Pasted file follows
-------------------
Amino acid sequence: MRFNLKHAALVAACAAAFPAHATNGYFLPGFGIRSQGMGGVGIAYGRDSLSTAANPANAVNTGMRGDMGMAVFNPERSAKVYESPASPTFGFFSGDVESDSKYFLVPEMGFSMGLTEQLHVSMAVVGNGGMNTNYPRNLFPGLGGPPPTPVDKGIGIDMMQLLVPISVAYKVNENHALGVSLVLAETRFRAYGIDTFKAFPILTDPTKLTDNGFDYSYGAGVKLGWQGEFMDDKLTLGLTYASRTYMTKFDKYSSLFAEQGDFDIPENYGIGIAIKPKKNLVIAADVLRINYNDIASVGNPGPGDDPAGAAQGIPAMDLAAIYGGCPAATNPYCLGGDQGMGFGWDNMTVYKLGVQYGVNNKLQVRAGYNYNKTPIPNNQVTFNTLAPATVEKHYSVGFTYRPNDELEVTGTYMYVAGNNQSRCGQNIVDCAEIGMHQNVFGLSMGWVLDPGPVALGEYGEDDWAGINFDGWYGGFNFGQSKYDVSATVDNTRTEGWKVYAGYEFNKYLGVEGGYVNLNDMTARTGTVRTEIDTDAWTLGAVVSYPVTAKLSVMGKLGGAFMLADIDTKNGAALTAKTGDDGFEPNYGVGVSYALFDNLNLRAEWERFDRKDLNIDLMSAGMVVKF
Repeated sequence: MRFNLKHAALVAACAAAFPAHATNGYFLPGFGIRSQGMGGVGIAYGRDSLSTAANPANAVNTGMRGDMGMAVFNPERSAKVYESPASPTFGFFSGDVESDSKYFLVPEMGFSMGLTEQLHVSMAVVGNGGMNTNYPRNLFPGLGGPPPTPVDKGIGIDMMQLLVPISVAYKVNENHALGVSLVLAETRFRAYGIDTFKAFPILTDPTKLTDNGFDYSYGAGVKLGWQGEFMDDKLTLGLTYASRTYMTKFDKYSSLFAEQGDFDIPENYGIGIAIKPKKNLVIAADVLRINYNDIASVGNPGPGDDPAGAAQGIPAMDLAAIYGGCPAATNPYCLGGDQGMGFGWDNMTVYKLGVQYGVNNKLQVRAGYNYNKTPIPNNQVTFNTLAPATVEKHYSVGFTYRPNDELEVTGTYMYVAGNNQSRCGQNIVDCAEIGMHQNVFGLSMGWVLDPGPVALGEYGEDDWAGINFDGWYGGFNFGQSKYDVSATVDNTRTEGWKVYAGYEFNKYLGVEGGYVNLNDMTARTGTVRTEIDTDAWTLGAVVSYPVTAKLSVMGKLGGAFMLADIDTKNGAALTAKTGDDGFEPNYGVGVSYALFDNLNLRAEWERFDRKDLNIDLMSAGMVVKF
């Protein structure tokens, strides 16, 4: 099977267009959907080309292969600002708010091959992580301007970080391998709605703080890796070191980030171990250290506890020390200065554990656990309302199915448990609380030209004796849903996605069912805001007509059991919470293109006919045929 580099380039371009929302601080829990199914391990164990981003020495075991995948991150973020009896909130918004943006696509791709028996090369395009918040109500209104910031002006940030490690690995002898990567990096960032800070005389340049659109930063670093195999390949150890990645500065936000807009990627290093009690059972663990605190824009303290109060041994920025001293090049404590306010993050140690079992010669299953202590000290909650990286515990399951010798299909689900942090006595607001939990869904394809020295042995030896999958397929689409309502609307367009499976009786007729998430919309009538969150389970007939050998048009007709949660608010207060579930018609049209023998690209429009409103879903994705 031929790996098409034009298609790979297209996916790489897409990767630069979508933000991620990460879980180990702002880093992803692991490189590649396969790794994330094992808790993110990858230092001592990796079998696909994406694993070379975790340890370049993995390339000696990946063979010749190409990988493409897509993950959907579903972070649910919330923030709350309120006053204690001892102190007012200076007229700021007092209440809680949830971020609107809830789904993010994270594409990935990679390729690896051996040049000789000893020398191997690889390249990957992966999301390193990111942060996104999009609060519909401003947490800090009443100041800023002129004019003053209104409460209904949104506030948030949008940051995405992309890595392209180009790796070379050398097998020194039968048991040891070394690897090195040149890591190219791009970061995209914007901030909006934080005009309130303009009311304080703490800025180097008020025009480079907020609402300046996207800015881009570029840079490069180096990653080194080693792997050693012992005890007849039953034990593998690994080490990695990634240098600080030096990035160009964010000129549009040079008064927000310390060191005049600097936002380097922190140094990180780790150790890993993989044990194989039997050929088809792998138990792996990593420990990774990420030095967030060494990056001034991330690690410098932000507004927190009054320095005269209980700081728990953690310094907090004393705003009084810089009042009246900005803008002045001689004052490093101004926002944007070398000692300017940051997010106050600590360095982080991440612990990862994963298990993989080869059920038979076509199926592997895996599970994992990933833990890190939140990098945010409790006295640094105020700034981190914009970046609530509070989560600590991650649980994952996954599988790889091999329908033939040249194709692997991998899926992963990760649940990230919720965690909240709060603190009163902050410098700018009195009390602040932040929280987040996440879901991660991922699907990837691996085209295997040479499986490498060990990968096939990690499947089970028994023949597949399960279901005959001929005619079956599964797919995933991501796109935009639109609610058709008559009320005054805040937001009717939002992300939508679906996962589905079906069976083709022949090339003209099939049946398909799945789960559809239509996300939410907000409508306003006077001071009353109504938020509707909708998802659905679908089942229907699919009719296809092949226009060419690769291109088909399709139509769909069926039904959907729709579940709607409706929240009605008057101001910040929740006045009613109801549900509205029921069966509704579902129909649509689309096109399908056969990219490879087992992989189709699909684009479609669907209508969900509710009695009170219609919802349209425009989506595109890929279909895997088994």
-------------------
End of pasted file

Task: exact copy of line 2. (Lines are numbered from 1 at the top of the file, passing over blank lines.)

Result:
Repeated sequence: MRFNLKHAALVAACAAAFPAHATNGYFLPGFGIRSQGMGGVGIAYGRDSLSTAANPANAVNTGMRGDMGMAVFNPERSAKVYESPASPTFGFFSGDVESDSKYFLVPEMGFSMGLTEQLHVSMAVVGNGGMNTNYPRNLFPGLGGPPPTPVDKGIGIDMMQLLVPISVAYKVNENHALGVSLVLAETRFRAYGIDTFKAFPILTDPTKLTDNGFDYSYGAGVKLGWQGEFMDDKLTLGLTYASRTYMTKFDKYSSLFAEQGDFDIPENYGIGIAIKPKKNLVIAADVLRINYNDIASVGNPGPGDDPAGAAQGIPAMDLAAIYGGCPAATNPYCLGGDQGMGFGWDNMTVYKLGVQYGVNNKLQVRAGYNYNKTPIPNNQVTFNTLAPATVEKHYSVGFTYRPNDELEVTGTYMYVAGNNQSRCGQNIVDCAEIGMHQNVFGLSMGWVLDPGPVALGEYGEDDWAGINFDGWYGGFNFGQSKYDVSATVDNTRTEGWKVYAGYEFNKYLGVEGGYVNLNDMTARTGTVRTEIDTDAWTLGAVVSYPVTAKLSVMGKLGGAFMLADIDTKNGAALTAKTGDDGFEPNYGVGVSYALFDNLNLRAEWERFDRKDLNIDLMSAGMVVKF